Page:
Is it against any legal law or YouTube TOS themselves to embed videos (which are available for embedding obviously) for streaming on your website and put them behind a paywall, e.g. give access only through membership subscription?

If that is allowed, is it to allow to go one step further and embed the stream into an own player, like https://plyr.io/ ?

Note, which might be important: the player does not change anything about the YouTube advertisements in the video and I do not plan to play my own ads on the videos or to imply that the embedded videos are mine or similar).

  • What prevents people from watching the original, non-paywalled videos, in the first place? Even if they're unlisted they can just share the links. – JAB Jun 13 '18 at 2:04
  • I see a lot of talk about paywalls and such. I see what's in the agreement. How many times have you heard content creators talk about exclusive videos that people will get if they support them through patreon? Early access? I don't see an exception for patreon, and that's one of the perks that patreon advertises: Early access. So take it for what it is. – metamech Jun 27 at 10:30

You may not use embedded YouTube videos behind a paywall. That is prohibited by YouTube in section 4 of the YouTube terms of service:

D. You agree not to use the Service for any of the following commercial uses unless you obtain YouTube's prior written approval:

  • the sale of access to the Service;

Youtube does make exceptions for using the embedded player on advertising supported sites, but there is no exception for paywalls.

You may not use a third party player for YouTube videos. This is also from section 4 of their terms of service:

A. You agree not to distribute in any medium any part of the Service or the Content without YouTube's prior written authorization, unless YouTube makes available the means for such distribution through functionality offered by the Service (such as the Embeddable Player).
B. You agree not to alter or modify any part of the Service.
C. You agree not to access Content through any technology or means other than the video playback pages of the Service itself, the Embeddable Player, or other explicitly authorized means YouTube may designate.
F. If you use the Embeddable Player on your website, you may not modify, build upon, or block any portion or functionality of the Embeddable Player, including but not limited to links back to the YouTube website.

Streaming the video through another player would violate the prohibitions on making the videos available other than the ways provided by YouTube or the prohibitions on modifying their embedded player.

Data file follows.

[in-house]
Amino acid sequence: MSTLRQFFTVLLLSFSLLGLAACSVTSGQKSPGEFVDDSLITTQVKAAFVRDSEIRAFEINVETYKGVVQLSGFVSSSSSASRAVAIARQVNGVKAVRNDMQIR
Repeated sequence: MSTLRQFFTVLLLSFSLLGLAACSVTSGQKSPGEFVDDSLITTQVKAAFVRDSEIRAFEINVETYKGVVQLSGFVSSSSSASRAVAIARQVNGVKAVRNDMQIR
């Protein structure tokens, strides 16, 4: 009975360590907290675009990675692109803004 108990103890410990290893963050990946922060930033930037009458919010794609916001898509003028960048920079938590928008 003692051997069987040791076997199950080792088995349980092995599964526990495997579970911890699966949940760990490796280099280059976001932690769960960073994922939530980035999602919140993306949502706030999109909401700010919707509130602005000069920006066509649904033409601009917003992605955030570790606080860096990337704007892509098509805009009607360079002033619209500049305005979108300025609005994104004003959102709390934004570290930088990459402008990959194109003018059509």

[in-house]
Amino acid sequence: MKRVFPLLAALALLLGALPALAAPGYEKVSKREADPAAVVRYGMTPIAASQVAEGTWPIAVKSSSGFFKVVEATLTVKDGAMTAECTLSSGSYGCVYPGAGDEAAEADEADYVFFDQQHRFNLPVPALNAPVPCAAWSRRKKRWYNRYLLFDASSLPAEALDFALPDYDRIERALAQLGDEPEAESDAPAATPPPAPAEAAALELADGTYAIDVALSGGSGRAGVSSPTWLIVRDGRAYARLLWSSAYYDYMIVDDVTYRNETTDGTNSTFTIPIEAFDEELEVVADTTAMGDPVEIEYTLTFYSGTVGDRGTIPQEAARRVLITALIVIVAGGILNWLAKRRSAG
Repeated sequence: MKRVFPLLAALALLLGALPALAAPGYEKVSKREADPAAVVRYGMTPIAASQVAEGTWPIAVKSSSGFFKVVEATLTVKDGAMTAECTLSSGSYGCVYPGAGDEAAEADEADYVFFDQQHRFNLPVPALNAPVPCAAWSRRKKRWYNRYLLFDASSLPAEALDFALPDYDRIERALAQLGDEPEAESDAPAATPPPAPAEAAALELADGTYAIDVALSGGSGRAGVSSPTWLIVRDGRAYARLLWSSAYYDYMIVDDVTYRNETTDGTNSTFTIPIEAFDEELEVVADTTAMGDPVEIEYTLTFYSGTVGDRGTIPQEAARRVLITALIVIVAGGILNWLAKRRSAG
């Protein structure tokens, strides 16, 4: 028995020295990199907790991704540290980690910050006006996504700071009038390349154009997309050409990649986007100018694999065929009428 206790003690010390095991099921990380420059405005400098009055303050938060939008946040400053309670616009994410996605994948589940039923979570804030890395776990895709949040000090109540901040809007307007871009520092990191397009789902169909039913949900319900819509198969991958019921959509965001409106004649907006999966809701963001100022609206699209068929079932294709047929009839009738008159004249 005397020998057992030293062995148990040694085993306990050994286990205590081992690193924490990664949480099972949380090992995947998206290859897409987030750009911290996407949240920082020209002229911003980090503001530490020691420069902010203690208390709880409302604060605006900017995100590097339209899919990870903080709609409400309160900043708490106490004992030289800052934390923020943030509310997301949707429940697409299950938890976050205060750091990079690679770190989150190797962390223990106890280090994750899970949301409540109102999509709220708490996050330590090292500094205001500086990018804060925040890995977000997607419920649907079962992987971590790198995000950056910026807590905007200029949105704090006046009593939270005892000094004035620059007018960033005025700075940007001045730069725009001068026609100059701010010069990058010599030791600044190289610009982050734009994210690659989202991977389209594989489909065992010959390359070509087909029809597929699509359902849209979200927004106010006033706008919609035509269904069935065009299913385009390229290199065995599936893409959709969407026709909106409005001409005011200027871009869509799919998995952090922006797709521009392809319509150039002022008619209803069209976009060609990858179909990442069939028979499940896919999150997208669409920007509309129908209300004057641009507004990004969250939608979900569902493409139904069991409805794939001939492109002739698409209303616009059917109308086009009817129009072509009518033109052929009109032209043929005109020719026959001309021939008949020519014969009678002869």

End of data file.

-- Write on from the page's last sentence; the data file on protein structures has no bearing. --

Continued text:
I'd suggest looking at using another video service such as Vimeo. They have relatively inexpensive packages that can be used with commercial service.

  • Does prohibiting in the TOS make it illegal? Just curious. – jkd Jun 13 '18 at 3:29
  • @jkd N, because a company cannot write laws. But prohibiting will make you lose a very expensive lawsuit, which is also undesirable. – Thomas Jun 13 '18 at 7:14
  • 2
    The most likely result from violating the terms of service would be termination of the service. There is also the possibility that you could be sued. – Stephen Ostermiller Jun 13 '18 at 10:49
  • Vimeo or any other platform doesn't fit my needs. I want to use content that's most of the time available only on YT. Basically I want to just organize the videos differently, but I want to get paid for that. Guess it's just not happening then. – Maxim Zubarev Jun 14 '18 at 10:48

You want to get paid for curation. I understand and would like the same ability. But the YouTube Terms of Service Agreement specifically prevents this as stated under Section 4, Paragraph D....

4. General Use of the Service—Permissions and Restrictions D. You agree not to use the Service for any of the following commercial uses unless you obtain YouTube's prior written approval: the sale of access to the Service;

Otherwise you would see hundreds if not thousands of paid sites curating YouTube videos on various topics and sub topics - basically charging for their curation.

But there is nothing stopping you from doing this on YouTube itself. We have a large YouTube Channel that contains a mix of our original videos, videos we distribute under license from other producers, and publicly available YouTube videos. We curate all of these by topic.

I have seen a paywall site with a page that contains curated YouTube videos. I don't believe the site owners understand that they are in violation of YouTube's Terms of Service. All other videos on their website are original to the website owners. They offer the YouTube curated video page as a perk to subscribers as this page is not available in front of their paywall. That's a great tactic: encourage subscription because, in addition to your own licensed content, you offer a large volume of curated publicly available content. Unfortunately, as we see, it's illegal.

  • Illegal might be a bit strong depending on location, definitely against Terms of Service. – Alan Dev Jul 21 '20 at 12:50

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